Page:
One of the newest services made available by WatchGuard is DNSWatch.  DNSWatch is a cloud-based service that can monitor outbound DNS requests and can use this to block access to malicious content.  DNSWatch focuses on protecting your users against phishing domains and is not dependent on the ports that the connection is made through.

Hardware and Licensing Requirements

  • Available through the Total Security Suite subscription

  • Available to Firebox T and M Series devices, as well as the Firebox Cloud and FireboxV virtual models

Firmware Requirements

  • 12.1.1 Firmware or higher

How DNSWatch Works

When DNSWatch is enabled on your Firebox, the Firebox is registered to the DNSWatch cloud, which is available under your account at www.watchguard.com.  After the Firebox is attached to the DNSWatch cloud, it will receive the IP addresses of the two DNSWatch DNS servers that will be used to monitor outbound DNS requests.  

Once applied, DNSWatch will work to determine if the outbound requests are a known threat.

If the domain is not a known threat:

DNSWatch will resolve the request to the requested destination.

If the domain is a known threat or is on the DNSWatch blacklist:

  • DNSWatch will resolve the domain to the IP address of the DNSWatch Blackhole Server.

  • The server will attempt to gather more information about the threat from the device that made the request.

  • For HTTP and HTTPS requests, DNSWatch will redirect the user to a customizable deny page.  

Configuring DNSWatch on the Firebox
The configuration of DNSWatch is a very simple process and will only take a few minutes.

1. Ensure that the Feature Key on your firewall is up-to-date and that DNSWatch shows as licensed.

Feature Key on Firewall

2. In Policy Manager, go to Subscription Services > DNSWatch

3. Check the box for Enable DNSWatch

Checkbox for Enable DNSWatch image

4. Select the drop-down menu.  This is where you decide which network to apply DNSWatch to.  It is recommended that you select Enforce on all Trusted, Optional and Custom interfaces. 

Enable DNSWatch drop down menu image

If you would like to select the specific interfaces to apply this to, select Enforce on selected interfaces, and then hit the Select button.  This will allow you to manually specify the interfaces you would like DNSWatch applied to.

Enforce on selected interfaces image

5. Save the policy to your firewall.

PLEASE NOTE: No changes need to be made to the DNS settings on the firewall for this service to work.

The DNSWatch Cloud
In order to monitor and make changes to DNSWatch, log into your account at www.watchguard.com.  Once logged in, go to My WatchGuard > Manage DNSWatch.

The first portal that opens will show you general DNS activity.  From here you can monitor DNS connections by time frame, and can see the top-visited domains.

WatchGuard General DNS activity portal

If you click on View Reports on the first page, this will take you in to see further detail and breakdown on the DNS traffic that has been accessed from your network.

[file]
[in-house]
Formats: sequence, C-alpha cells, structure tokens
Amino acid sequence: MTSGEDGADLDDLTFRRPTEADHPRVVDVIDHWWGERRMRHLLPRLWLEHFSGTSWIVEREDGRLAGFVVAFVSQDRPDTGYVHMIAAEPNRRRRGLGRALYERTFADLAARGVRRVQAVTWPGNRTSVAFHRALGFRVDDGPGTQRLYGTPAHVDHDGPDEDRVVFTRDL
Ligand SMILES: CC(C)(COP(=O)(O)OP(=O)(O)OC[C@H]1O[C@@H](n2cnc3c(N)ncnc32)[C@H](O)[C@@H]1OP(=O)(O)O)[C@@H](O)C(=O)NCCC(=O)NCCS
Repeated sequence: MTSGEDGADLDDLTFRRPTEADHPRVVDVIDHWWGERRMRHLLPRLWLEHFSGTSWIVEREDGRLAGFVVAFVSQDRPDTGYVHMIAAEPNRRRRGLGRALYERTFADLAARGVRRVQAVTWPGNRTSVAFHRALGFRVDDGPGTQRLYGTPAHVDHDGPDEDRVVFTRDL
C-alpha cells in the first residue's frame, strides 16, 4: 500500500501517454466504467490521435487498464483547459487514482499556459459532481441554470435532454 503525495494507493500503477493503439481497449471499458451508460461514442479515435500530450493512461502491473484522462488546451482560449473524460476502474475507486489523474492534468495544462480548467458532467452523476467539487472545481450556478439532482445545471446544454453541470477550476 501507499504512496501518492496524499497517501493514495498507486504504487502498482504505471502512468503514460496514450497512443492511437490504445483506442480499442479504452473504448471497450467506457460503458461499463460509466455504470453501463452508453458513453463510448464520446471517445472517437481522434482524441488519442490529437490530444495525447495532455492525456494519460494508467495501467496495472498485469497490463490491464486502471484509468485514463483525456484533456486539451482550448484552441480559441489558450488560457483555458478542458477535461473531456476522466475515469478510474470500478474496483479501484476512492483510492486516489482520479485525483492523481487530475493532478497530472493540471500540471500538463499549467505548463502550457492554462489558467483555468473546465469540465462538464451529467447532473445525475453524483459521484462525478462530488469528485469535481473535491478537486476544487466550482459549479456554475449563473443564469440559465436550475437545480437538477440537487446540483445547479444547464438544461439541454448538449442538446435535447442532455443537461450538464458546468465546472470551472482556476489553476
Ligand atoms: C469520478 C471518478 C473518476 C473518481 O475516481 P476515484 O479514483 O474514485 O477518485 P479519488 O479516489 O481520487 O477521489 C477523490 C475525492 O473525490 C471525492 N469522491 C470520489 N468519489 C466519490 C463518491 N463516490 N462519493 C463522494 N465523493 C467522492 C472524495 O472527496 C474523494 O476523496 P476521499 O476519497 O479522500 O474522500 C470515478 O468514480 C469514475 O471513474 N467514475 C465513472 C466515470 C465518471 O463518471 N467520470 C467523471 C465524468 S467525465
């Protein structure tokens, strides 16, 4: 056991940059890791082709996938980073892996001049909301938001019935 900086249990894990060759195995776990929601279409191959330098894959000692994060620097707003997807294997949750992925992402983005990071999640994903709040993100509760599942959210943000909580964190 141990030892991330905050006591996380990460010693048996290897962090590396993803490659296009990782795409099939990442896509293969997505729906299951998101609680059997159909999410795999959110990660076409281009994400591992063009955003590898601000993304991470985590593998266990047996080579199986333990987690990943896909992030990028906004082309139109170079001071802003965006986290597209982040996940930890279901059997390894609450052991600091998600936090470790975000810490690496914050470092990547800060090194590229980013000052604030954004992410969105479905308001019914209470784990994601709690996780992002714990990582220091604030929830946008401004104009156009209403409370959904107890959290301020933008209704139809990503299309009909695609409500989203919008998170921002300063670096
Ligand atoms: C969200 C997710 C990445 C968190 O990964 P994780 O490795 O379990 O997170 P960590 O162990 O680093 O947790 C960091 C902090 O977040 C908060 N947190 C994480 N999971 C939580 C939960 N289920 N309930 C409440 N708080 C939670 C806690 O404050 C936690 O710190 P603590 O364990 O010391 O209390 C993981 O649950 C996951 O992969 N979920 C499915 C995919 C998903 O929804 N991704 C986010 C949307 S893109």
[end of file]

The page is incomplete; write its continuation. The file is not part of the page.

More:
DNS Weekly Reports page image

Under Domains > Blackholed, you can manually enter domains you would like to block.

WatchGuard DNSWatch Blackholed Domains image

Under Domains > Whitelisted, you can manually enter domains that will never be denied by DNSWatch.

WatchGuard DNSWatch Whitelisted Domains image

User Training
One of the key features of DNSWatch is that it implements anti-phishing training for your users.  If a user accesses a site that is blocked by DNSWatch, they will find themselves at a portal with a training video.  

WatchGuard anit-phishing Training Video Portal image

This portal can be edited to better suit your organization.  To access the edit function, click on your login name in the upper-right, and then click Settings.  You will see the options on the left to edit both the content and style of the deny page.

WatchGuard Settings portal image

DNSWatch vs. WebBlocker
One of the biggest questions that comes up when discussing DNSWatch is why it is necessary if you have WebBlocker content filtering.  The answer comes down to the job that each performs.  

With WebBlocker, you are blocking access to websites based off of their categorization.  These sites are not necessarily malicious, just deemed inappropriate for your work environment.  Let’s take social media sites as an example.  You may decide as an organization that you do not want to allow employees access to these sites for productivity reasons.  If we were relying on just DNSWatch, these sites wouldn’t be blocked because they do not (typically) contain malicious content.  Therefore, we would block them through WebBlocker.

As the reverse of that, WebBlocker cannot always identify a malicious site.  There are security-related categories that can be selected, however a site that is found to be malicious may not get recategorized immediately.  In that case, just relying on WebBlocker would leave your environment prone to threats.  For this, we rely on DNSWatch.

The important thing to understand when discussing the two services is that one is not replacing the other.  WebBlocker is still important in regards to determining the actual content that users are allowed access to. DNSWatch is designed to stop them from accessing malicious sites, no matter the category.